But again, in this case Uber's connection with sexual harassment problems is more damaging that it is for many other companies. We might be horrified by the accounts of abuse at the hands of big shots in Hollywood, the news media, or on Capitol Hill, but most of us don't fear we'll even be in those same offices or personally harassed by celebrities. It's different with Uber, where an entire company policy that is too lax on sexual harassment could easily be seen as trickling down to individual employees and the drivers to which millions of us hand our personal safety.
Another issue Uber has had to deal with are allegations that the company fights dirty. Those allegations gained significant traction last year, when it was found to have hired an ex-CIA employee to dig up dirt on an opposing attorney in a lawsuit.
Put all of this together and you have a perfect storm with wind gusts that all push Uber into the same general public relations disaster area. How many times have we heard the old adage: "It's not the crime, but the coverup?" In Uber's case, the lack of public transparency seems to be habitual and a particularly troubling problem for a company that remains one of Wall Streets most anticipated IPOs of all time.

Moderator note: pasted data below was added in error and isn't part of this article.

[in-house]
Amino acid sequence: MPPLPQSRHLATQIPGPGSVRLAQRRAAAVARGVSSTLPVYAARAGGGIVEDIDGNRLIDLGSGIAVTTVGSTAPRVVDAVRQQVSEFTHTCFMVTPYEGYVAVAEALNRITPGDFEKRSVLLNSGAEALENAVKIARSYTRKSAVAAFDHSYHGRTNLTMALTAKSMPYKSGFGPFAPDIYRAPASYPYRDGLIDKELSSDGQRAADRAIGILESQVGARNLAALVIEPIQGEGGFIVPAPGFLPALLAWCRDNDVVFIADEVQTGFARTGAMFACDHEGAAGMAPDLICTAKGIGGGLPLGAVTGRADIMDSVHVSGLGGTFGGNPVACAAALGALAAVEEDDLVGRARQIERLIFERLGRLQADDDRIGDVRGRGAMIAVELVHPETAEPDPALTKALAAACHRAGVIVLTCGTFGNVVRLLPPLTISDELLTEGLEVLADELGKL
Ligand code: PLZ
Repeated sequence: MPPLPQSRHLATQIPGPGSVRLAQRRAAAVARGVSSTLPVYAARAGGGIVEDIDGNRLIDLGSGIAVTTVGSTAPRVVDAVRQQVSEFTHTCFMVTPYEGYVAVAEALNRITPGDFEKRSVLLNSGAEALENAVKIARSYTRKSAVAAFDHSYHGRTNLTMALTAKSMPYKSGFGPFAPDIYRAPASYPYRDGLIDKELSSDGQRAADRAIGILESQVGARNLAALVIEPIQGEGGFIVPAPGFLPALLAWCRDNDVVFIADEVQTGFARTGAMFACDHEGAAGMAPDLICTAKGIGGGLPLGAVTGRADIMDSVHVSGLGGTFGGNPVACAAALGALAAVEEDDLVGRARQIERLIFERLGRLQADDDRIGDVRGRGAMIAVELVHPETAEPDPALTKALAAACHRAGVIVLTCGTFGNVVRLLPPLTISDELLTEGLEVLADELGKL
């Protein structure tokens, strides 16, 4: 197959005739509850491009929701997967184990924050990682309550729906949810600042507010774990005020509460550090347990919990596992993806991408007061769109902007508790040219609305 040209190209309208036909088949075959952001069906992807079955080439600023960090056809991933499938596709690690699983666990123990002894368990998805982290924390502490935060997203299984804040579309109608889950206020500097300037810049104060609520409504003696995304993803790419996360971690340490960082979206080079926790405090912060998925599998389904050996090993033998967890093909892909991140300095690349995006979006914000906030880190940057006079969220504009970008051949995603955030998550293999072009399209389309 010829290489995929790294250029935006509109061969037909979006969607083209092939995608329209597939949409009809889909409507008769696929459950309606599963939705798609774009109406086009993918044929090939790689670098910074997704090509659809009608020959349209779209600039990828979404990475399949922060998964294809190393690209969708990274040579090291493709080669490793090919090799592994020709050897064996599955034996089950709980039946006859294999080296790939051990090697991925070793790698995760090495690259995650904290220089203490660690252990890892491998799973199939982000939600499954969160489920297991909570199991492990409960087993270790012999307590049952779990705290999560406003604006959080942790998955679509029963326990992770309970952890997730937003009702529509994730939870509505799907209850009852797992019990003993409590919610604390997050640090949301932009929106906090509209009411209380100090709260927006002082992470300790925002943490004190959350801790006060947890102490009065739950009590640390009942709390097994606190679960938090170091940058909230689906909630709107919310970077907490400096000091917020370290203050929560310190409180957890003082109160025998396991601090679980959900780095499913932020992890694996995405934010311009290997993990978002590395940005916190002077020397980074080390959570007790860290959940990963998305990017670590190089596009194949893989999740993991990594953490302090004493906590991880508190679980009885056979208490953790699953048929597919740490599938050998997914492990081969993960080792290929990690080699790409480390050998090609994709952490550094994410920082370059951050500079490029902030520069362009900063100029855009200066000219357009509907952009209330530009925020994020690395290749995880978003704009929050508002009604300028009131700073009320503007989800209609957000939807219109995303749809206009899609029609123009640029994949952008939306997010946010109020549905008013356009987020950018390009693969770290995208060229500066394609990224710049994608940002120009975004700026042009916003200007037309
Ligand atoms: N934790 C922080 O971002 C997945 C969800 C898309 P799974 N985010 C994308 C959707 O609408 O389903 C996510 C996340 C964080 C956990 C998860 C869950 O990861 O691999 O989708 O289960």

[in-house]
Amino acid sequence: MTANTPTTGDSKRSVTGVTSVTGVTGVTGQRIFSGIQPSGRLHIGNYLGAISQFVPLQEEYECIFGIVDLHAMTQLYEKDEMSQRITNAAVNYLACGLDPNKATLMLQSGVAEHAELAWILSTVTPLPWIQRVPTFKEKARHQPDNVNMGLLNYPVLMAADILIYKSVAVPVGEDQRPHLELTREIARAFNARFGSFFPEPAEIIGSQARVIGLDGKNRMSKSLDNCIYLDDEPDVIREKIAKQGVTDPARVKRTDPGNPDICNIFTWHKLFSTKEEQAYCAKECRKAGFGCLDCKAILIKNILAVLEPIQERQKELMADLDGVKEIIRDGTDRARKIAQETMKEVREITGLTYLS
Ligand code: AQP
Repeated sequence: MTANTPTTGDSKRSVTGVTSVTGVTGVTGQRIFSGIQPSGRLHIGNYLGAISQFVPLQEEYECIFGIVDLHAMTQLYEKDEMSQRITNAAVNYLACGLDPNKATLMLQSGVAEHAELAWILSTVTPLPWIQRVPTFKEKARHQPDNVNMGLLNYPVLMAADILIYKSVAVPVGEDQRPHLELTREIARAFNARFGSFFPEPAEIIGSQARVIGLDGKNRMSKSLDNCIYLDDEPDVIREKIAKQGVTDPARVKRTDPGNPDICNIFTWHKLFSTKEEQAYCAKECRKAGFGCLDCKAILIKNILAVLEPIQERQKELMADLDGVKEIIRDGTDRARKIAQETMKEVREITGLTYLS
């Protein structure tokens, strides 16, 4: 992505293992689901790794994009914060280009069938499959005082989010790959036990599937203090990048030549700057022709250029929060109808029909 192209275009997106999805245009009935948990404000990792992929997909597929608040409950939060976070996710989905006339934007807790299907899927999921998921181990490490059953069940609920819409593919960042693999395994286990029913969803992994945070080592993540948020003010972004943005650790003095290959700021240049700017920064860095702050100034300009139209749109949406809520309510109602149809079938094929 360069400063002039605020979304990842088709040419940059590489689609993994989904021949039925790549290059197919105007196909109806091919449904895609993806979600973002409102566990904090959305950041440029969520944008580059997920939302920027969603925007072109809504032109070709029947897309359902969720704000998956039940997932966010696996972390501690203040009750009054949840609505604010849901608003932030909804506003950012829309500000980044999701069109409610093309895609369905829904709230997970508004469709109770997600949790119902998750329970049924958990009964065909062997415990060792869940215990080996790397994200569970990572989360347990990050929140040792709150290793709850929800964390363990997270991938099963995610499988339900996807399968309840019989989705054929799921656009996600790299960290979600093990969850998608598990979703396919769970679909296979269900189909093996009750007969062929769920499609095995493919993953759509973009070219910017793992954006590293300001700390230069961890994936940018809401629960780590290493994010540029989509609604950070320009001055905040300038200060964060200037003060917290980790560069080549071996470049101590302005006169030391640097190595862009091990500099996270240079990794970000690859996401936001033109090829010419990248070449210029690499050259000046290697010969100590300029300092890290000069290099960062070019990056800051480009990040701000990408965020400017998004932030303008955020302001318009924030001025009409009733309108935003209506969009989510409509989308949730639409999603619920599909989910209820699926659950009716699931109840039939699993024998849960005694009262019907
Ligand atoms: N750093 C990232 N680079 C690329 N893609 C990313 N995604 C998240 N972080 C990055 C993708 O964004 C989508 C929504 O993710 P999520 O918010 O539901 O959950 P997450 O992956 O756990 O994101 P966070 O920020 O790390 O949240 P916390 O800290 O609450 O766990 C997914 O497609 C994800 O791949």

Make no mistake, Uber still has a big target painted on its back by corrupt politicians and crony capitalists all over the world. But that only means the company needs to be more careful about its public image. Coverups and dirt-digging operations are a foolish way to get the public on Uber's side for the many political and financial battles it has to come.
At stake here is more than just the fate of a valuable company. Corporate America's entire culture is being challenged by these hacking and sex harassment scandals and Uber is at the center of both. What Uber does to respond to it could set the tone for what we can expect in the future from all of our institutions.
Let's hope it makes the right turn.
Commentary by Jake Novak, CNBC.com senior columnist. Follow him on Twitter @jakejakeny.
For more insight from CNBC contributors, follow @CNBCopinion on Twitter.
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